and Mrs. Herbert Plough with a party
of ten in three machines; Mr. and Mrs.
A. Fuegg and Waldo Fuegg; Mr. and
Mrs. Will Churchill, Mr. and Mrs. L. E.
Rose, Mrs. Myrtle Weeks; Mr. and Mrs.
A. J. Rose, Mr. and Mrs. J. D.;
J. B. Wilke; C. L. Dickie and family;
J. Delaney, and H. S. Wylte and wife.
Xevr Italian Attache Xamed.
ROME, Aug. 16. Colonel Dl Lernezzo
has been appointed military attache of
the Italian embassy in Washington.
He will replace General Emilio Gugiel-
Lizard Fad Disapproved.
ABERDEEN, Wash., Aug. 18. (Spe
cial.) The sale of live lizards by hangers-on
of the Hagenbeck-Wallaee cir-
Answering an urgent mesesge from ens, to be suspended from the coat as
The Store That Gives Best in Quality,
Best in Value and Best in Service
When a man goes to Gray's and gets a Chesterfield
suit he will tell you it is the best fitting, best tailored
and most satisfactory suit he can get. Ask any wearer
of Chesterfield clothes.
Then we are willing to accept less profit than the
other stores for greater volume and we do the volume
and our custom saves from $5 to $10 on the suit through
IS TREATED EQUAL every way. You'll like this store.
7 Discount Given Here
on furnishings and hats when purchase amounts to $4 or
more. Contract goods excepted.
366 Washington at West Park
badres. raised considerable stir among
Aberdeen women and It is likely that
women's clubs will adopt resolutions
condemning the practice.
t resent a consideration of $149,000, this
sum being practically the assessed
value of the land.
16,020 Acres Intended for Refugees
Go for 149,000.
McMINNVILLE, Or., Aug. 16. (Spe
cial.) A deed recently recorded cov
ering a tract of 16,020 acres of land
lying north of the Grand Ronde Indian
reservation recalls a Belgian coloniza
tion plan which was inaugurated in
1916. but which tire entrance of the
United States into the war rendered Im
practicable, the enterprise having been
This land was purchased from the
original owners and held in the name
of C. M. Blair and wife. They have
deeded it to Weymouth Crowell. Con
sideration is given as $10, but revenue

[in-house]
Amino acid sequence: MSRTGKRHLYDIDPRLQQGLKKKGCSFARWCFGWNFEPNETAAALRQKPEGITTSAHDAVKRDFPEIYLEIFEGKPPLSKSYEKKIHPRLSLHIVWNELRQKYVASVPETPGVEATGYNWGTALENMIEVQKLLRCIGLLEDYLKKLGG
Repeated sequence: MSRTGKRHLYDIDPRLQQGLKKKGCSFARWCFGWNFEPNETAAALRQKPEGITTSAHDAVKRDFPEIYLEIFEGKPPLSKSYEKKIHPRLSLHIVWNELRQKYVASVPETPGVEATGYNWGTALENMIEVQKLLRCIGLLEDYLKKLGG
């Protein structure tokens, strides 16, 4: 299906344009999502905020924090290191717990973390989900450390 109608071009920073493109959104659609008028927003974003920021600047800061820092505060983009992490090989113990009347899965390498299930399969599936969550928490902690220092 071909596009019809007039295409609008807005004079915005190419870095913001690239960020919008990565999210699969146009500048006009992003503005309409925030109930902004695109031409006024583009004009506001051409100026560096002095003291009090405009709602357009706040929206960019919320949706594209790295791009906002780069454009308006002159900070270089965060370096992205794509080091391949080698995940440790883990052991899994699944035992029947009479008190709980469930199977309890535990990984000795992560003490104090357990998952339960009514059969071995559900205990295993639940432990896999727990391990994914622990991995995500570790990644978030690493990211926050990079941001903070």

stamps attached to the instrument rep-
BUnd horses are never known to
make a mistake in their diet when
grazing. Like all other horses, they are
guided by the nostrils in the selection
of proper food.
Salesman Wanted
To call on farmers in Multnomah and Clackamas counties. We have
placed over $1,000,000 with farmers in Oregon the past year. Splendid
opportunity for the right man with a large corporation. Some of our
men throughout Oregon making from $200 to $350 per month. Appli
cant must stand close investigation. Address
Brian Kent
Brian Km
is certain of the. largest sale,
and greatest popularity of
. any novel of 1919.
The keynote of thestory
strikes a responsive chord in
the heart of true men ' and
women everywhere
there is a'.so a tender and
beautiful love story. .
Our advance orders alone
now total
5700 COPIES '.
PRICE $1.50
August 21 Is Publication Date
If you have not p'ce4 your
order, phone, write or call.
Booksellers, Stationers
Office Outfitters
Third and Alder Streets
I 'h Rrinor
is vjjimt'v zd
X -4y m Yo
I I Iff ,1 :
H I llll. II III J A . A . 1 I.AIr 21
5 ! 8 acquamtea. KiH
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SI I II 1 1; I U I Ml L U I '
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1 S-mT- -25c W
I (QP1
Photo Phil
The pictures you take during this
vacation month of August will be rec
ords of many happy days in your life.
You will not want this record spoiled by hurried, slip-shod
work. You want to be assured the prints that are made from
your films are the very best that can be made from them.
Photo rhil assures this
to you. Every print that
leaves-our shop has his
personal inspection.
Once you try Photo
Phil you will let no other
handle your Kodak work.
If you are not numbered
among the hundreds of
Kodak friends, come in
and get acquainted.
"XVe are still making
that wonderful black
and white special 8 by 10
enlargement for
Load Your Kodak Here
The Kodak Department, Third Street Entrance, Main Floor
The J. K. GILL CO.
Booksellers, Stationers, Office Outfitters
Today and XI gffgfSi A figure that made a
' : 3 jf -f - fortune and con-
Tomorrow j 1 Vuered a town. -
s - , l
V I JZ-TTspa mmwrn cm I TODAY AT liSO P. M. . . i ,
' k B32ASnJlH ' "."""Ss n ;
I in a specially arranged musi- I Firefly," selection Friml I
I cal interpretation on the Wur- . I Quartet, "RisolettO"..-...Verdi II j 1
E ; litzer I ' Tsil Me Why Rose' 1 S
mt ALSO PATHB JfEWS f j La-..--.- L- i I